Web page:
By far the most important and significant event in the entire history of the world was the coming of the Lord Himself among us in the human form – and so, the third “chapter” of the
: Rescued. Jesus came not only to teach us truth but also to do battle for us against the powers of darkness and death. And having conquered them, He gives us new life, individually and as an entire human race.
In the ancient adage of the Church Fathers, God became man so that man can become like God. In coming to help and save humanity, the Lord did not just intervene from outside; He conferred on us the high dignity of becoming one of us; He arranged matters such that a human might have the honor of conquering the enemies of humanity. He then established a society in the midst of a darkened world, a kind of colony of Heaven that He inhabits and with which He clothes Himself, and He gave to all who follow His lead a share in His own life, along with great responsibilities and notable powers to continue the work of healing and saving the human race.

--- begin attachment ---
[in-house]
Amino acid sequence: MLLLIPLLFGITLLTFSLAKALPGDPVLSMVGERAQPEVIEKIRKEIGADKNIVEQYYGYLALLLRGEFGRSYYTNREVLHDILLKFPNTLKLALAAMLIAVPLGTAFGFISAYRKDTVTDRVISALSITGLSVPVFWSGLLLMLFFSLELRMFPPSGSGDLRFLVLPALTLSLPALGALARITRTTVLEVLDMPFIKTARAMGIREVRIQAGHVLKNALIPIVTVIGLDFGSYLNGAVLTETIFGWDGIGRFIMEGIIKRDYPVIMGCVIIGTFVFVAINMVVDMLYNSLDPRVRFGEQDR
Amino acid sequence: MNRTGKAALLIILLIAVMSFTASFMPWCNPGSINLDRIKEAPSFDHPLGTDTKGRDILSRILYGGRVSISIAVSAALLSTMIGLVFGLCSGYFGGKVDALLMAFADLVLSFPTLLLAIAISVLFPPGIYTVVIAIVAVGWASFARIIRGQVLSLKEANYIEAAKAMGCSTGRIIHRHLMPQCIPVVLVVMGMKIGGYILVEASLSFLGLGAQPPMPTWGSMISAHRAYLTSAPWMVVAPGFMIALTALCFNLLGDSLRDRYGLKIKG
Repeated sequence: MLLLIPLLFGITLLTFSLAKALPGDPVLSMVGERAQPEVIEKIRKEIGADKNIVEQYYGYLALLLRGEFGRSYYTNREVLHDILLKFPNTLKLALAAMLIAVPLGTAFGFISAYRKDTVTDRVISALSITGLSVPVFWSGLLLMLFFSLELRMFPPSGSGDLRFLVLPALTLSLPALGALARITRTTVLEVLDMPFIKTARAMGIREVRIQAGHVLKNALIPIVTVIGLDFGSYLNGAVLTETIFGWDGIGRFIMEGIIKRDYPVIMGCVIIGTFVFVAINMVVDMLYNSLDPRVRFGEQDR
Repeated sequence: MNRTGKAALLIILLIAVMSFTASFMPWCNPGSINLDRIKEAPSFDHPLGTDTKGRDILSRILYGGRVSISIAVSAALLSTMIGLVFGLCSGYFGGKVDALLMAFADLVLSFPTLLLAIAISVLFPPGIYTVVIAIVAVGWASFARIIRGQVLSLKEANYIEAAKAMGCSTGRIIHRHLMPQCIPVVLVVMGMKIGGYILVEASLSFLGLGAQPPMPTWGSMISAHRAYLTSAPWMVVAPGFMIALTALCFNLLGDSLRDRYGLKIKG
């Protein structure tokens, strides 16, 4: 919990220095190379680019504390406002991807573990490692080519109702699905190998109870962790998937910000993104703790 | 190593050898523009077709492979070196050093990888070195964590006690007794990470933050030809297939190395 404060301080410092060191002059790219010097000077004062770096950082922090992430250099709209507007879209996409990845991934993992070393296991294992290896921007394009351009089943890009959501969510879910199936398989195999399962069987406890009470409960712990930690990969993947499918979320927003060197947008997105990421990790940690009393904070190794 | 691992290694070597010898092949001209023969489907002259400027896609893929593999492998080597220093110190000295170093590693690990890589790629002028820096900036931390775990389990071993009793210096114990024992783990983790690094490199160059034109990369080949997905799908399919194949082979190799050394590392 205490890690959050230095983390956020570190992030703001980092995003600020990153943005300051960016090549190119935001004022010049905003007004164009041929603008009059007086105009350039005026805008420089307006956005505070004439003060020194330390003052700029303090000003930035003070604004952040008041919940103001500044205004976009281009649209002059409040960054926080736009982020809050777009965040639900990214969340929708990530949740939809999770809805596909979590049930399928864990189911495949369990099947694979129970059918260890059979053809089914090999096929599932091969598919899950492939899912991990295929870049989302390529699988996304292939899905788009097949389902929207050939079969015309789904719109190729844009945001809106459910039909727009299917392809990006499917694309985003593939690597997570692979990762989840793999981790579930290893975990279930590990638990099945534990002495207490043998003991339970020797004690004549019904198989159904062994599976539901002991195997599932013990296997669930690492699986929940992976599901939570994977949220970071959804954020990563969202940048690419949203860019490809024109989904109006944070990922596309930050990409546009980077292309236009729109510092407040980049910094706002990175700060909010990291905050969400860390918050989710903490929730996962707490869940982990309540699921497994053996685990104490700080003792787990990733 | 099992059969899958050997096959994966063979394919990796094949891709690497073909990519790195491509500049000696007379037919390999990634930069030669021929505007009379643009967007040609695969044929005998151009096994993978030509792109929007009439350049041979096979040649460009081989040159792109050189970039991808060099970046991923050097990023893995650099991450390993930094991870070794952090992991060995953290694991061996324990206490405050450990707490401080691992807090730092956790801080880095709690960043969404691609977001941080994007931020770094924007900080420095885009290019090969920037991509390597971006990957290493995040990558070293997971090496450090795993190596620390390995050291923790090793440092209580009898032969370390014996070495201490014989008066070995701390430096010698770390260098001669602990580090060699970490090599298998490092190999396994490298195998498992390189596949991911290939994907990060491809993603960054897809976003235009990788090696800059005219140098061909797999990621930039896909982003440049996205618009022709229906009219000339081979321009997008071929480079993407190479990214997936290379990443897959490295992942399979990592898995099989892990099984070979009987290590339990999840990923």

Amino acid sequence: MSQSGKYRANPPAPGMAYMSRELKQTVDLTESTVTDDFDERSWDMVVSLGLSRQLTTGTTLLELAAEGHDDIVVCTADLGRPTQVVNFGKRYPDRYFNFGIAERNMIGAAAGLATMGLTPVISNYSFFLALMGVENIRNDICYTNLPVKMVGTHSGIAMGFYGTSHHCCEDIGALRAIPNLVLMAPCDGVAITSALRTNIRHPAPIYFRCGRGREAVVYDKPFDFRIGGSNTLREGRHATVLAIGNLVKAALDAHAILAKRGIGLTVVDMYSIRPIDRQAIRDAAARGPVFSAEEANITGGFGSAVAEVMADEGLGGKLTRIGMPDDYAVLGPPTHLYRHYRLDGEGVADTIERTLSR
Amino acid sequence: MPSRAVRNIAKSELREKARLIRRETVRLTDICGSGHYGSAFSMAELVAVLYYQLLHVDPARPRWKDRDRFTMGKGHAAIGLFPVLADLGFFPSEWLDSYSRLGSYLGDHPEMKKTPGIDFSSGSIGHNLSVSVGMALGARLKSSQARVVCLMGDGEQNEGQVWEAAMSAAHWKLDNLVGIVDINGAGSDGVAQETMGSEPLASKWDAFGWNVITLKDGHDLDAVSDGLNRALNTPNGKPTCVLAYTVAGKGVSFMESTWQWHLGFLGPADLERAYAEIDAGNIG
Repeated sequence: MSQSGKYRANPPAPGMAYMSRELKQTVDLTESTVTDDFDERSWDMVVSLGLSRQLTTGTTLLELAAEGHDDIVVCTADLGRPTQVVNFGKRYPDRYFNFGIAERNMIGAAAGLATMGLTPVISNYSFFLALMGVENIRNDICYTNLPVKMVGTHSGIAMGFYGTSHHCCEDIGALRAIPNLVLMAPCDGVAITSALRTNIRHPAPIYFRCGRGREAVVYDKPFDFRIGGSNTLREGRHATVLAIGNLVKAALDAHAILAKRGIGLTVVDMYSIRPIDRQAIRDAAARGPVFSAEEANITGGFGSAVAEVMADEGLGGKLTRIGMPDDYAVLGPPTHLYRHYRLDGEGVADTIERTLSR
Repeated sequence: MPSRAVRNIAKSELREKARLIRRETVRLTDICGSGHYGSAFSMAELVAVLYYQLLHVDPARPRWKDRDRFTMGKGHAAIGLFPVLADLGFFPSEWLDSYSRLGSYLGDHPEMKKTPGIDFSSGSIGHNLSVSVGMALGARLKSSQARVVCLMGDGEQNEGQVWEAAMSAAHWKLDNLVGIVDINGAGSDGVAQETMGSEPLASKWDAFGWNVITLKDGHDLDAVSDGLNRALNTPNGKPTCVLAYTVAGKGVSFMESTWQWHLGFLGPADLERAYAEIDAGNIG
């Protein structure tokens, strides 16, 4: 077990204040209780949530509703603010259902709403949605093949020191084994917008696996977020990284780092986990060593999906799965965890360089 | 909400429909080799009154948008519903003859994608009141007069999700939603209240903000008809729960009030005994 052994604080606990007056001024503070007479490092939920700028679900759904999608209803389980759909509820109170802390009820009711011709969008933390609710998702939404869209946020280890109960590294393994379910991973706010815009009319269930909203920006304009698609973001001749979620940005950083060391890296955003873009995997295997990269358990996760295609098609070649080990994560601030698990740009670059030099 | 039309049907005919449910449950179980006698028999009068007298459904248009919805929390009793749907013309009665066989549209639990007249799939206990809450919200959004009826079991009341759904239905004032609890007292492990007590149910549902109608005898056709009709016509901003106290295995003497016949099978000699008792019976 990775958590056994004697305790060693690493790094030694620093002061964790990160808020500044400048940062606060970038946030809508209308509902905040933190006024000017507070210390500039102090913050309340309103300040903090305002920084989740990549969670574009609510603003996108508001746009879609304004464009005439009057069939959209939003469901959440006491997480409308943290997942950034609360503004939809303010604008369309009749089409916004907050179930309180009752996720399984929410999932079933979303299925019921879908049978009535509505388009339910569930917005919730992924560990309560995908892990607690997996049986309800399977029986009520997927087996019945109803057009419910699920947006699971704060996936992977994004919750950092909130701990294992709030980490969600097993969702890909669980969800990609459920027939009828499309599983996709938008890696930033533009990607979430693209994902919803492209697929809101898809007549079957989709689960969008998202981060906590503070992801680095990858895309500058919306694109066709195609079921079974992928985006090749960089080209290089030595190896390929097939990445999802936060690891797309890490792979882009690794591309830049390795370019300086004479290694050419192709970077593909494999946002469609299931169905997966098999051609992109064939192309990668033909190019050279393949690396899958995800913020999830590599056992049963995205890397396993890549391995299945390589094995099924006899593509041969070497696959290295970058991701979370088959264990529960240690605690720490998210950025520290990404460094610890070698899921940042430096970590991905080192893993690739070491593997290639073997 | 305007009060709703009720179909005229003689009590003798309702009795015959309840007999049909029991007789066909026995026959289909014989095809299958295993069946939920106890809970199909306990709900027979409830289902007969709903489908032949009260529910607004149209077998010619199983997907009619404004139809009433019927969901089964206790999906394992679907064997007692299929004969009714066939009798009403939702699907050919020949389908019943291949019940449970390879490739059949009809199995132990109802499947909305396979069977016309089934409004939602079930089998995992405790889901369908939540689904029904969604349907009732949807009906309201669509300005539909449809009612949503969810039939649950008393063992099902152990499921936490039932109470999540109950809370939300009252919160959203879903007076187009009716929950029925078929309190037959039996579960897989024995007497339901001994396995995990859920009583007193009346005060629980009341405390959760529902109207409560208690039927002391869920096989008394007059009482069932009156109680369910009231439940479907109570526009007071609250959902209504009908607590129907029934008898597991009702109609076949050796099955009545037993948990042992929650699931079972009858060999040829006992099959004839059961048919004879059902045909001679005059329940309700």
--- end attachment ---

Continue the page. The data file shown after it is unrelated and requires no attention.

This society, this colony, is the Catholic Church. And the fortunes of this society as well as the ongoing story of the Lord bring humans from slavery to sin to divinity in Himself is the central drama of humanity, compared with which the rise and fall of entire nations, empires, and civilizations truly is of no lasting importance.
So, how do we respond? The fourth “chapter” of the
: Response. Our great task, the whole of our existence here, is to find and embrace our true destiny and to help others do the same by receiving and embracing the Lord’s offer to us of His mercy.